THE common perception of witches is that they’re into devil worship and black magic. But Celtic priestess and ‘hedge witch’, Olive de Ville, says the code for her line of work is “to do no harm”.
Olive, brought up in the Waterfall area of Cork and now living near Macroom, doesn’t fit the stereotypical witch image. When we met in a city hotel recently, her long blonde hair had braids nd she was wearing a dress and lacy tights as well as a pendant in the shape of an owl — a symbol of wisdom.
Olive, who carries out hand-fasting marriage ceremonies, coming-of-age ceremonies, blessings (including blessing pets) and rituals for the bereaved, as well as healing, wears “beautiful Celtic gowns and cloaks” when working. She explains that the term ‘hedge witch’ goes back to “olden times”.
“Most of these ladies, known as hedge witches, were midwives and no different to your modern-day complementary therapist,” she says. “But because of persecution, what they did wasn’t understood.
“They were using herbs, nature and pagan spirituality. The arrival of Christianity was a dark male-dominated force. It kind of wiped out the sacred feminine in life and society. Because these ladies were in fear of their lives — there were male witches too — they were forced out to the edges of villages and towns. Mainly, they lived outdoors on the border between hedges and villages. They were no different than anyone else. It was Puritanism that was so tyrannical. It took something beautiful and natural and turned it into something negative.”
‘Witch’ means ‘wise one’ and Olive says, who is in her mid-thirties and whose real surname is Holland, says all her life, she “was shamanic by nature”.
“At a young age, you’re only developing yourself on an energetic level. I was drawn to the stories of Celts such as the Táin and Cú Chulainn when I was at school. I was fascinated by ring forts and standing stones.”
After her Leaving Certificate, she went to UCC and completed an arts degree in archaeology and Celtic civilisation. She went on to do a Master’s degree in archaeology followed by a diploma in heritage management.
“In our house, education was seen as really important to secure your future. There was a little bit of pressure on me but I have no regrets about spending seven years in university.
“When I was doing the diploma, I got interested in heritage sites and monuments around Ireland. I’m a people person. I love to talk and for a few years, I worked as a tour guide. As well as that, I sing and write songs. The dream was to have a band and sing and write.”
As it happened, Olive walked away from tour guiding and archaeology. “I kind of lived the Bohemian lifestyle on the road, mainly in England. I had some crazy experiences but great experiences as well. That’s how the whole priestess thing happened.
“I ended up travelling in Somerset and I kept getting this call to go back to Glastonbury. It wasn’t hippies and tents. I found it a very welcoming place. I did singing gigs there. Then, I met a priestess or two and thought that sounded interesting. I delved into it and went to workshops. I decided being a priestess is part of my calling.”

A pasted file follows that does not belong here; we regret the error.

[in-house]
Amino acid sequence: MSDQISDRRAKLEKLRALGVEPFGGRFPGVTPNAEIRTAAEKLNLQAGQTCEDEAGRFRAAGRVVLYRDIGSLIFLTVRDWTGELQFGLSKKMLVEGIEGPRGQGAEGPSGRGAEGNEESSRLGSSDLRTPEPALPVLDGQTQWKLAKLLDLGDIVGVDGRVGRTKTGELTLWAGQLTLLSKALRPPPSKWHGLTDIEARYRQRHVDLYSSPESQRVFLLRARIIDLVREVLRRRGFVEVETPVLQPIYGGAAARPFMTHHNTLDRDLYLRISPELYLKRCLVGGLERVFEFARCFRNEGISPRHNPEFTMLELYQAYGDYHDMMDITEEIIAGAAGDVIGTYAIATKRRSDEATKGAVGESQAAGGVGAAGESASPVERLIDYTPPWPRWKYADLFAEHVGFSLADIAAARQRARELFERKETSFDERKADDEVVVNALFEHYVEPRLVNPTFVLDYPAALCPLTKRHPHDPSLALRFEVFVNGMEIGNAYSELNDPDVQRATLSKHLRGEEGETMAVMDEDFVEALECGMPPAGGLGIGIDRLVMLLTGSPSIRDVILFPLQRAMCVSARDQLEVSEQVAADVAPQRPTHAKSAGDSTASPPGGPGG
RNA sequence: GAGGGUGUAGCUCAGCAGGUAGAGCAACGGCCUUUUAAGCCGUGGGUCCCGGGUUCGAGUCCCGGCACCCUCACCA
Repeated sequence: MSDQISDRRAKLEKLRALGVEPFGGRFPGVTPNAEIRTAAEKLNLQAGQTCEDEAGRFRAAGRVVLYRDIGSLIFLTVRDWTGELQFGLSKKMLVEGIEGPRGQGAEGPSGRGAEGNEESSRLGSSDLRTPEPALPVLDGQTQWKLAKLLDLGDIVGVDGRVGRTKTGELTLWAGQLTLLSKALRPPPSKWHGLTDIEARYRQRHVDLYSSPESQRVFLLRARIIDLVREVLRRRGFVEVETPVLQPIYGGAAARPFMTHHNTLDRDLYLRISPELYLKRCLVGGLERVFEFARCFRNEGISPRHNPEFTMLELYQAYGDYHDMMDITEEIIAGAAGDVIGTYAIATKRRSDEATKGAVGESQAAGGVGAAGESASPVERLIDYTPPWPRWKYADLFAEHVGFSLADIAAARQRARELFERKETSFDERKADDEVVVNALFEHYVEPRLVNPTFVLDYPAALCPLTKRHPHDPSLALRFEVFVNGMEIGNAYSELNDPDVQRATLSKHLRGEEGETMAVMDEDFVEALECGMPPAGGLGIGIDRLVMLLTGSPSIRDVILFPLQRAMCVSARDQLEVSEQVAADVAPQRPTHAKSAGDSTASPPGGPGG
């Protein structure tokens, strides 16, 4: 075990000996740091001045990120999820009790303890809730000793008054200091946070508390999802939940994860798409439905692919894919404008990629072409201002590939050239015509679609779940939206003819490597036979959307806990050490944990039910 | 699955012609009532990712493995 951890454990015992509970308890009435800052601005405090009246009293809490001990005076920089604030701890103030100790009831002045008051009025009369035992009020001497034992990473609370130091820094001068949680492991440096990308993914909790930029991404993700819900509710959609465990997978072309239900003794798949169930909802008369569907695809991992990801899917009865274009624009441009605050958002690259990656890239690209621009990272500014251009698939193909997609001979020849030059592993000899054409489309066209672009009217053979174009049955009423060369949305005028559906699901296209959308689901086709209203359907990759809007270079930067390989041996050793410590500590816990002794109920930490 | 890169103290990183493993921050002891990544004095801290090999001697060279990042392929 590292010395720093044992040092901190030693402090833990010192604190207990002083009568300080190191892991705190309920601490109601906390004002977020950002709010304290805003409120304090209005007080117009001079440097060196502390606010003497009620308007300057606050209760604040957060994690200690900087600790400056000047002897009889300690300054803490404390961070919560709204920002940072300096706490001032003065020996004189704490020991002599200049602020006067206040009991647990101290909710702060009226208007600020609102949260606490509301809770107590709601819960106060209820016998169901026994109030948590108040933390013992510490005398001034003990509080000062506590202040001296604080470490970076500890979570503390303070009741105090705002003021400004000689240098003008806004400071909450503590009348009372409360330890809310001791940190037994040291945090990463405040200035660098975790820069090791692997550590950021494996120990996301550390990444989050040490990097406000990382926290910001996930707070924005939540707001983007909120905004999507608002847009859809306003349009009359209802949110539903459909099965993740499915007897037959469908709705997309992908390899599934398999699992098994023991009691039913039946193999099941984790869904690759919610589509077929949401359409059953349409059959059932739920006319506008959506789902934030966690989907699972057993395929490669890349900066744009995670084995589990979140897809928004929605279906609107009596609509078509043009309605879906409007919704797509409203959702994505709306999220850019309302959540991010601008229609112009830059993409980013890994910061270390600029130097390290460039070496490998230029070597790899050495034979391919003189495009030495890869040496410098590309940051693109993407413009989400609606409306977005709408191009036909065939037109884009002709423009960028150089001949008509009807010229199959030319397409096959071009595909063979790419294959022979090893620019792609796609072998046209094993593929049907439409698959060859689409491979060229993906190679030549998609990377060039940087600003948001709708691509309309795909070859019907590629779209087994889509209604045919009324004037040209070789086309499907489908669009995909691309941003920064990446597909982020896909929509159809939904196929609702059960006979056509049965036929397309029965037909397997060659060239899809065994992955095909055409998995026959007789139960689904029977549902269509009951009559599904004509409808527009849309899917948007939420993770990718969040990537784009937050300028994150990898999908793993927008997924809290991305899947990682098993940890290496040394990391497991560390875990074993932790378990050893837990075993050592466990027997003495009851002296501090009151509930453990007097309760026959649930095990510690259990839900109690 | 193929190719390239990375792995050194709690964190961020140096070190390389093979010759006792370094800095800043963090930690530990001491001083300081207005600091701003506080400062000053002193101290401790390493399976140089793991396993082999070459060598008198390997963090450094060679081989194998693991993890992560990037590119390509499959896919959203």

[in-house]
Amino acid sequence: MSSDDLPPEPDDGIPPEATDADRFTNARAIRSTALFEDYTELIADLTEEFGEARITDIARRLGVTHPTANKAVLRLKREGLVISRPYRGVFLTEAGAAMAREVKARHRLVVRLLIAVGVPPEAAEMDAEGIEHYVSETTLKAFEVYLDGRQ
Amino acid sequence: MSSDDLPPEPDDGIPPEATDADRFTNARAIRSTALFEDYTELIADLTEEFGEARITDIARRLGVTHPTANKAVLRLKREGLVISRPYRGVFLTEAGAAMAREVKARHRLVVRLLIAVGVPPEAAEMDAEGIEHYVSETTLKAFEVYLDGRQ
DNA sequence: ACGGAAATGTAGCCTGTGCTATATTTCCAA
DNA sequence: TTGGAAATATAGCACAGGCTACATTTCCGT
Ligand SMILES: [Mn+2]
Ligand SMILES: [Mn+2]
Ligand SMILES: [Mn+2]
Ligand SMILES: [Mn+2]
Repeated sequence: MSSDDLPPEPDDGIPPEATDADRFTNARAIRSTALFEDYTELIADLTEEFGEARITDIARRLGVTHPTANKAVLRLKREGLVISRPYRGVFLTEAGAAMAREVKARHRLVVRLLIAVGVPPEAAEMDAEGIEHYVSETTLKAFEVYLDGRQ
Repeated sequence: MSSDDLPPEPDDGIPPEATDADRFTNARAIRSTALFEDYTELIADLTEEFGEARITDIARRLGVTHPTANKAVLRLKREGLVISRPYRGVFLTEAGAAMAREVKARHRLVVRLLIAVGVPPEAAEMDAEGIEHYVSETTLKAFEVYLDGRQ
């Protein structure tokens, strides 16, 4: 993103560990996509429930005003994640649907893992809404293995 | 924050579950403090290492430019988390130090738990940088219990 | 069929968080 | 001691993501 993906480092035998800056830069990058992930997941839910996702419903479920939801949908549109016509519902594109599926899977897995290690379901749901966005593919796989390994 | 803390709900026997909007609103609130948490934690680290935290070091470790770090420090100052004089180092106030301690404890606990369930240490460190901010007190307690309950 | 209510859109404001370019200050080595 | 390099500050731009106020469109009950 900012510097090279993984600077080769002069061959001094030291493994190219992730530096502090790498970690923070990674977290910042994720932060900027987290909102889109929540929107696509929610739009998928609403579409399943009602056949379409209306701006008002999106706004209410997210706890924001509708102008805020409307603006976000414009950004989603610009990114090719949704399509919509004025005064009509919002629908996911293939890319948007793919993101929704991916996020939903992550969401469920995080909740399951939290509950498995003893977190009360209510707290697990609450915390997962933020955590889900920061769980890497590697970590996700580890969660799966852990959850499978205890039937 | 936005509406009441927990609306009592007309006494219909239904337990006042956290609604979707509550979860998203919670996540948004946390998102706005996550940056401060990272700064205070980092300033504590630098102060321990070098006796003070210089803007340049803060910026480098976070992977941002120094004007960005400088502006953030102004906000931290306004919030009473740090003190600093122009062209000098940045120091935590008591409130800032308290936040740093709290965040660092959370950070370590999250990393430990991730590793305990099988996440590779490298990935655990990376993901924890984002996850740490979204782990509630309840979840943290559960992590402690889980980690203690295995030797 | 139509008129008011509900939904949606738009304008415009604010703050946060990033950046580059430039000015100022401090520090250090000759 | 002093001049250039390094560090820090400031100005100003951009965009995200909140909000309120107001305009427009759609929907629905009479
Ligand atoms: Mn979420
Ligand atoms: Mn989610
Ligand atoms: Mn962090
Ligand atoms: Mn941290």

Olive trained with English and Dutch priestesses.
“A lot of it was self-development. I think it’s good to get training, particularly with priestesses of Celtic spirituality who have wisdom and experience.
“But there are a lot of people living their daily lives who are probably naturally inclined towards living the Celtic pagan way of life and don’t realise it.”
Olive’s hand-fasting wedding ceremony involves binding the wrists of the couple.
“It’s the original pagan Celtic way of getting married. I also do baby naming as an alternative to christenings. I do rituals with cremated ashes. All the ceremonies are based round the elements of air, fire, earth and water.
"I recently did a ceremony with a woman whose father had died 20 years ago. She was still carrying that and had a blockage. She felt she had never buried her father because of fall-outs in her family. I did a funeral with her using the four elements, channelling energy, following Celtic traditions. The woman found it overwhelming. There was a lot of crying. It brought things up from her past. The woman contacted me a few weeks later to say she felt like a new person.”
What does Olive believe happens after death?
“There’s definitely an after-life. My faith would be that there’s a mother goddess and a father god. I believe we’re all made of female and male energy.
“The universe is yin yang. It doesn’t make any sense if there isn’t male and female energy. It’s about balance.
“After death, I believe we go to a good place, a spiritual dimension. They say your energy creates your experiences in life.”
“We all come into this world as beautiful energies. Society and life experiences kind of erode that away. I suppose I do believe in the laws of karma. What goes around comes around.”
Olive believes we have the ability to heal our own bodies. “Your body reacts to how you’re feeling. Some are stuck in a moment, holding onto a grudge or resentment. That can eat away the body.”
She doesn’t have the answer to everything, but is very positive. Both her parents are dead and never lived to see what their daughter ended up working at.
“I think my dad would have just let me get on with it. My mother would have been very supportive. She was a psychiatric nurse at Our Lady’s. She managed to introduce art and music therapy when she was working there. She also did alternative healing.”